All the moral panics are real. The Trauma Floor showcases the issues faced by Facebook moderators, and it is harrowing. More so are the issues with your supply of attention, which focus on your short to midterm goals being decimated. Chamath Pahaliyapitiya said it best — If you feed the beast, it will destroy you. And so, this is my conclusion, especially if social media doesn’t benefit you in a way that’ll help you becoming a meaningful specific (like an author): Unsubscribe.


Here’s Why I Switched To Android

Here’s Why I Switched to Android isn’t a tale about how bad iOS is. Rather it is a tale of boredom. Tolstoy defined boredom best — a desire for desires. Boredom does lead to terrible things like: starting a relationship, whoring around, busting up the last few thousand rupees on your credit card, or drinking a bottle of arrack while gurgling a melody in some ditch. 

Boredom: This is the Reason

Boredom can also lead to wonderful things like the start of something new like this blog. It’s fitting then that this is my first post. I would suppose it would be prudent to Thank God for modern capitalism, which has multiplied amusements and consumables. And, capitalism probably is the reasoning behind the statement — Here’s Why I Switched to Android.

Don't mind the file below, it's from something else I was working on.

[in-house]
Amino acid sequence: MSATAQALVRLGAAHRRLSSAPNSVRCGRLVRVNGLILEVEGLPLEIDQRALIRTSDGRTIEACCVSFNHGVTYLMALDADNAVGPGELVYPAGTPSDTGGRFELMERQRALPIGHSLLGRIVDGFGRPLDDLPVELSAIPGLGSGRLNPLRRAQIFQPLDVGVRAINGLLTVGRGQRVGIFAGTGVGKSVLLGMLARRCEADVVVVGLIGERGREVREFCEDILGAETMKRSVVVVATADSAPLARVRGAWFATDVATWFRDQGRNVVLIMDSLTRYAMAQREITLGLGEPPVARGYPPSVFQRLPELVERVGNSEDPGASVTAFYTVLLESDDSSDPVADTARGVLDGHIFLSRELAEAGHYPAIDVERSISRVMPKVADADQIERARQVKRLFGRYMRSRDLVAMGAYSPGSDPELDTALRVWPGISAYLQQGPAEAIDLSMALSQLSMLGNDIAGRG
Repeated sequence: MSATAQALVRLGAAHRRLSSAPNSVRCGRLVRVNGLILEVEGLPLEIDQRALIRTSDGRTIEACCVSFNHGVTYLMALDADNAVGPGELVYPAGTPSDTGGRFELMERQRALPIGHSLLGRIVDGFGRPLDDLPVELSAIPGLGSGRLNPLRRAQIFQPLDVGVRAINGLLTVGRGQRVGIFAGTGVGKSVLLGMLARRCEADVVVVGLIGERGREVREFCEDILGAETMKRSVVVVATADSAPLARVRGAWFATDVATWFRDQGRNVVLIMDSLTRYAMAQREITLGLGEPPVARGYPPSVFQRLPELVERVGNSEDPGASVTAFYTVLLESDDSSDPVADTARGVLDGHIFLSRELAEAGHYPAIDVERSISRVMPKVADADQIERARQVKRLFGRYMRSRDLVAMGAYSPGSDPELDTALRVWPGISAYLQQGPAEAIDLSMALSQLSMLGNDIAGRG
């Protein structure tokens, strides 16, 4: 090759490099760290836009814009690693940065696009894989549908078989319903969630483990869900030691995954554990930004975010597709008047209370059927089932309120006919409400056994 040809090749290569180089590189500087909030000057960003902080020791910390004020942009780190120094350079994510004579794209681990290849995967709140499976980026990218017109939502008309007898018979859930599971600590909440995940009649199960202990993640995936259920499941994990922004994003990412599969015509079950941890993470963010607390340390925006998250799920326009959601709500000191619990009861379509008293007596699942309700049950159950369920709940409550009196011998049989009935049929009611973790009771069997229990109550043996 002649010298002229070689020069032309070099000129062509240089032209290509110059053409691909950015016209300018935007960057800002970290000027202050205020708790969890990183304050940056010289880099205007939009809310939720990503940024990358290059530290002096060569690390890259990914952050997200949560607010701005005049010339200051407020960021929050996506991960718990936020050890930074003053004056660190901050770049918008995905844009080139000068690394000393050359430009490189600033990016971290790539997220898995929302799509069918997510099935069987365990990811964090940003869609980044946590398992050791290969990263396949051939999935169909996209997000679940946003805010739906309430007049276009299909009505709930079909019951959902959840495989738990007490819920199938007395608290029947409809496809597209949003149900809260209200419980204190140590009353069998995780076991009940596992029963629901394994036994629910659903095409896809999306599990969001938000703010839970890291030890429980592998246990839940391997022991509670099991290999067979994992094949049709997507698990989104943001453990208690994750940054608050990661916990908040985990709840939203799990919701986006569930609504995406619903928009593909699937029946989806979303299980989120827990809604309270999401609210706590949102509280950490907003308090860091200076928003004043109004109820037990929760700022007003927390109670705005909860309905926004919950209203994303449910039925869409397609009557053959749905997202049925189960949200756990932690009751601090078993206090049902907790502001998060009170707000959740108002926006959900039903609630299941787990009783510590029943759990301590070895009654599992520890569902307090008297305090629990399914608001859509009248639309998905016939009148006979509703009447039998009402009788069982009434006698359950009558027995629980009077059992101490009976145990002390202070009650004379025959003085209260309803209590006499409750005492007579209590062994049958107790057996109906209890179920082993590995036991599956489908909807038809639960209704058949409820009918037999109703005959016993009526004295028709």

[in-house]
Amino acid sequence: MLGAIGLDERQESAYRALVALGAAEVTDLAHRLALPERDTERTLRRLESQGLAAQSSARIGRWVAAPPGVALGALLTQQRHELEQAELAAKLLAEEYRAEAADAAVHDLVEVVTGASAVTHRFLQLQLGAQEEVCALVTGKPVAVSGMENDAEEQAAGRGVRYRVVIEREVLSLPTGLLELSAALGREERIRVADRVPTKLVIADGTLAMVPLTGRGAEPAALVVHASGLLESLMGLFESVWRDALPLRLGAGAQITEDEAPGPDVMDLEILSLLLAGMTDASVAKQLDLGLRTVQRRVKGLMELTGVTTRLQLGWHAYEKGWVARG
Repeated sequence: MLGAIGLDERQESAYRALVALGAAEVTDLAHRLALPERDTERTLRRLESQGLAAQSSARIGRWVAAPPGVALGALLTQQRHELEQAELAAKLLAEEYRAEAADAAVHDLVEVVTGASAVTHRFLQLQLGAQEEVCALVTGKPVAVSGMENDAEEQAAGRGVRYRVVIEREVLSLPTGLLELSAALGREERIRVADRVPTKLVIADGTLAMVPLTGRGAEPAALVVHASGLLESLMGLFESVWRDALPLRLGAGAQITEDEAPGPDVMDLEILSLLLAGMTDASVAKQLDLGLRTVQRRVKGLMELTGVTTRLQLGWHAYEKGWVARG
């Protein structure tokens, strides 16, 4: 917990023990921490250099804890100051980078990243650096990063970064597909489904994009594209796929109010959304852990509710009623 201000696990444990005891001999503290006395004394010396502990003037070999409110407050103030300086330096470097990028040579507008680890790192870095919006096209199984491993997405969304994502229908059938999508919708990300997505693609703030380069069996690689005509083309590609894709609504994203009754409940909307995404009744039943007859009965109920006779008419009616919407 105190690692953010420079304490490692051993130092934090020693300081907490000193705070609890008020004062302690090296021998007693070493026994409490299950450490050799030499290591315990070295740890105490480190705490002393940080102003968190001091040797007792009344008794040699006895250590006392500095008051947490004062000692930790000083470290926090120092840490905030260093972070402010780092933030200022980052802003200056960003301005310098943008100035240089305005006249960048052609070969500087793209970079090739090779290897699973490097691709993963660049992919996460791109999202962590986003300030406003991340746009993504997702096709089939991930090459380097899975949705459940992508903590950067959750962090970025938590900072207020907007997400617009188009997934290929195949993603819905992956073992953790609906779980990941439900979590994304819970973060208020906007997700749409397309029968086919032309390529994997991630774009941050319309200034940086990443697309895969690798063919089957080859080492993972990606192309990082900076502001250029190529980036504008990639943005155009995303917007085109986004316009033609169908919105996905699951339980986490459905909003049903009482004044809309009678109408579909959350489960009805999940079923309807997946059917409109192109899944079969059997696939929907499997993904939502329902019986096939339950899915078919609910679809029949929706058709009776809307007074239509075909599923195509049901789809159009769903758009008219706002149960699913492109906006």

I popped my smartphone cherry with a flagship phone (back when virginity was a thing). The first Android smartphone I had was a Galaxy Note 2 that ran on Kit Kat. One inebriated night, I slipped and the Amoled screen fell flat on its face and became a mosaic of shards. Despite a list of fancy vanity specs, there were hiccups like S Pen Notes crashing while typing important articles etc. 

Then I bought an iPhone 5S. This led to a 6S Plus, and finally an iPhone 7. There’s a reason I stuck with Apple products including a Macbook Air, which I bought in 2017. Everything was just better. And predictable. Any writer worth his salt will fall in love with Apple’s catchy terminology. The Apple Watch Sport’s glass is actually Gorilla Glass that had been used by many electronics for so many years.